Bombers By: Benjamin Allen

The B-17 Flying fortress was active during World War II, and served as the USA's main heavy bomber for most of the war, but it was soon replaced. The B-17 could fly at up to 318 MPH at full throttle, but it's cruising speed was around 160 MPH. The B-17 could fly up to 30,000 feet, and could usually fly 2,000 miles with 6,000 Lbs. of bombs. The B-17 had an armament of 11 defensive 50 caliber machine guns mounted all over the airplane, and at maximum could carry 17,600 Lbs. of bombs. The largest bombs ever carried by B-17s was 2,000 Lbs.
The B-17 had a wingspan of 104 ft, was 74 feet long, and had radial engines.
This is a B-29 Superfortress. The Superfortress served during the latter portion of World War II, as it replaced the B-17. The B-29 was the bomber which dropped the atomic bombs on Hiroshima and Nagasaki. It had a wingspan of 141 ft, and 99 feet long. It had a top speed of 357 mph, and range of 5,592 Miles.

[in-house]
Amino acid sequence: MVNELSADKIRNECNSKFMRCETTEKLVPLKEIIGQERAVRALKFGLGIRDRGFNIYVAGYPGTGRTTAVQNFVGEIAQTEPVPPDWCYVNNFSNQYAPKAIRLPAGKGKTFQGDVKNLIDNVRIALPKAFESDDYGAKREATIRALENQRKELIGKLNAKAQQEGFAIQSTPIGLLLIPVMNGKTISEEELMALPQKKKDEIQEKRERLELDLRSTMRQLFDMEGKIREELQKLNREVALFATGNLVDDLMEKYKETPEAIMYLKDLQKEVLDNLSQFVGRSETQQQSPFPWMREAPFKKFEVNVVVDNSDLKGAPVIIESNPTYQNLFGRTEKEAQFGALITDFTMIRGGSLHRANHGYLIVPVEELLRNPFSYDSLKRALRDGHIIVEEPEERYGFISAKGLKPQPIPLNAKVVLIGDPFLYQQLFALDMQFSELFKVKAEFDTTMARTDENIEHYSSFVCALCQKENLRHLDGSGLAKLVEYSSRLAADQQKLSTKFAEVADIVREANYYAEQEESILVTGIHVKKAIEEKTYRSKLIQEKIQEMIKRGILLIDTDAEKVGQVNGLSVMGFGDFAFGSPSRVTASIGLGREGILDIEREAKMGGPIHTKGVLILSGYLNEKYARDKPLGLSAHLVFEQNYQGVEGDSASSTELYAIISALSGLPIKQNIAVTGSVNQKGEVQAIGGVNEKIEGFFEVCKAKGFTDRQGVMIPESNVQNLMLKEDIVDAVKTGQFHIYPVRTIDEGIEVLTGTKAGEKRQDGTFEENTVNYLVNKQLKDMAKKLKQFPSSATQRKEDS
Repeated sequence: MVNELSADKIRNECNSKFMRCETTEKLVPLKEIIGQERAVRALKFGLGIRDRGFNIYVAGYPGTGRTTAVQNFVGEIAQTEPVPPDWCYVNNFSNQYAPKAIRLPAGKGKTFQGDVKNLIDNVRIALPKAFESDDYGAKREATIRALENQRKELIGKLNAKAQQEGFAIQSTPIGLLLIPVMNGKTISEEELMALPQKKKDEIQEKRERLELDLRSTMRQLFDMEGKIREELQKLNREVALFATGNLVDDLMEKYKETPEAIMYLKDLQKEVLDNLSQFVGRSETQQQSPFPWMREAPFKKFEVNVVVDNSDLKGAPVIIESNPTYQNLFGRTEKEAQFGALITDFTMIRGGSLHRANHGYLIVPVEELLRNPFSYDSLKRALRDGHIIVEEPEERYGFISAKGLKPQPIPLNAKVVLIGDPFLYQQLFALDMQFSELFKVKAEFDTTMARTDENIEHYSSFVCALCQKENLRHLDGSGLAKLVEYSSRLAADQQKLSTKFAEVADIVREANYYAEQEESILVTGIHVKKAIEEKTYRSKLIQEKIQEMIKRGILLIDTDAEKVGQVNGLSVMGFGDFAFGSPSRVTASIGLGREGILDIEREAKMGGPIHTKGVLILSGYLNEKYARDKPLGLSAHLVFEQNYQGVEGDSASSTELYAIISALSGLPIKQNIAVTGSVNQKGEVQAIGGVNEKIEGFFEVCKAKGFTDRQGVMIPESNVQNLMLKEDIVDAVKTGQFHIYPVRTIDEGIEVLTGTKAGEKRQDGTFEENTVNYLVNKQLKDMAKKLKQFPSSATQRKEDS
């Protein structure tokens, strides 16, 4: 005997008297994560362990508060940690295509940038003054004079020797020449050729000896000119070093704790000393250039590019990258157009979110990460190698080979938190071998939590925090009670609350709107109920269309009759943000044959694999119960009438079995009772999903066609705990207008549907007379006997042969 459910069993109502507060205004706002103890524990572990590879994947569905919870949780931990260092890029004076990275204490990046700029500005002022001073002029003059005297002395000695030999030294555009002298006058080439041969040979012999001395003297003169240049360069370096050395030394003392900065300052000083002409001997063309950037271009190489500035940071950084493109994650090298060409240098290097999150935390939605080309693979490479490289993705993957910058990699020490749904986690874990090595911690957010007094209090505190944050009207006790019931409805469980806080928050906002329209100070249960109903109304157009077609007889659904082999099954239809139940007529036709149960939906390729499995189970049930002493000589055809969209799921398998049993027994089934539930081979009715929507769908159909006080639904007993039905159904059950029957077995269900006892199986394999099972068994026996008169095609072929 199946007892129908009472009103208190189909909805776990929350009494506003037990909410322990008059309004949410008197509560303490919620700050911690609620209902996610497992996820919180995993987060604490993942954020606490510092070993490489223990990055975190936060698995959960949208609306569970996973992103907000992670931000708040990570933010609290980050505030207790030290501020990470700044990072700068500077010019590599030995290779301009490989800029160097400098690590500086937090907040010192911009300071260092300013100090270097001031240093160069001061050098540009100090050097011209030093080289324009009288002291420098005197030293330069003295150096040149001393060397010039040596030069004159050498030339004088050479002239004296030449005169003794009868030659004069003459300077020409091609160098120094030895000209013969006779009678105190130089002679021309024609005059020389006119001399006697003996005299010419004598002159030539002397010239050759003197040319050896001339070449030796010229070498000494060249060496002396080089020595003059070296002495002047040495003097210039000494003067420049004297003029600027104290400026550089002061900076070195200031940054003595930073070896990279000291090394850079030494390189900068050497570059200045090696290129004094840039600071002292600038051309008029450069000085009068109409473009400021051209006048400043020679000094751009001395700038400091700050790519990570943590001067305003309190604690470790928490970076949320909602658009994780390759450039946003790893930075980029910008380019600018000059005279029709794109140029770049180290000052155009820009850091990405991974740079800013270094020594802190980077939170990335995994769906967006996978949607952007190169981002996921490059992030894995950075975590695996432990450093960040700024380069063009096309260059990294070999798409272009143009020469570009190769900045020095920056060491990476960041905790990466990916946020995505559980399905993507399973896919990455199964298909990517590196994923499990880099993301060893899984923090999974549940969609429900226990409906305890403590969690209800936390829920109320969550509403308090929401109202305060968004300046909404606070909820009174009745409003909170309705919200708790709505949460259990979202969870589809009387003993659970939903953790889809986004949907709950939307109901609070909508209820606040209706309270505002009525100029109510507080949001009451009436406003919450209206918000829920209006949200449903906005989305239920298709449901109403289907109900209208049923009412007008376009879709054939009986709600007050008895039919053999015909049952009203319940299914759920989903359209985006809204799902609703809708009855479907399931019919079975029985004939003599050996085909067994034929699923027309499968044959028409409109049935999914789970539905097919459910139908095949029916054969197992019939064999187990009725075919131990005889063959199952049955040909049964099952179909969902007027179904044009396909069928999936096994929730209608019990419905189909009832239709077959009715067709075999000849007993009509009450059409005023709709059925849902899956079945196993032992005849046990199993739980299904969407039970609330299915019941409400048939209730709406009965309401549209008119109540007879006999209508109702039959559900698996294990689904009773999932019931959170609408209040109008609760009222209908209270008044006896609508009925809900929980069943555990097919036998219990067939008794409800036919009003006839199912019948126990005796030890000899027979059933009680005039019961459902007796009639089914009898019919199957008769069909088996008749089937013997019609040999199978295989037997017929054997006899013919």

The B-29 was powered by four Wright R-3350 Duplex-cyclone engines.
The B-52 Stratofortress is still in service today, so there will still be some undisclosed information about the B-52. The wingspan is 185 feet, and is 159 feet long. It was introduced in February,1955. It has a top speed of 644 mph, and is powered by eight Pratt & Witney JT3Ds
Works Cited B-17 Dropping Bombs. Digital image. Web. B-17 on Ground. Digital image. Web. B-29 Dropping Bombs. Digital image. Web. B-29 with Bombs. Digital image. Web. B-52 Dropping Bombs. Digital image. Web. B-52 with Bombs. Digital image. Web.

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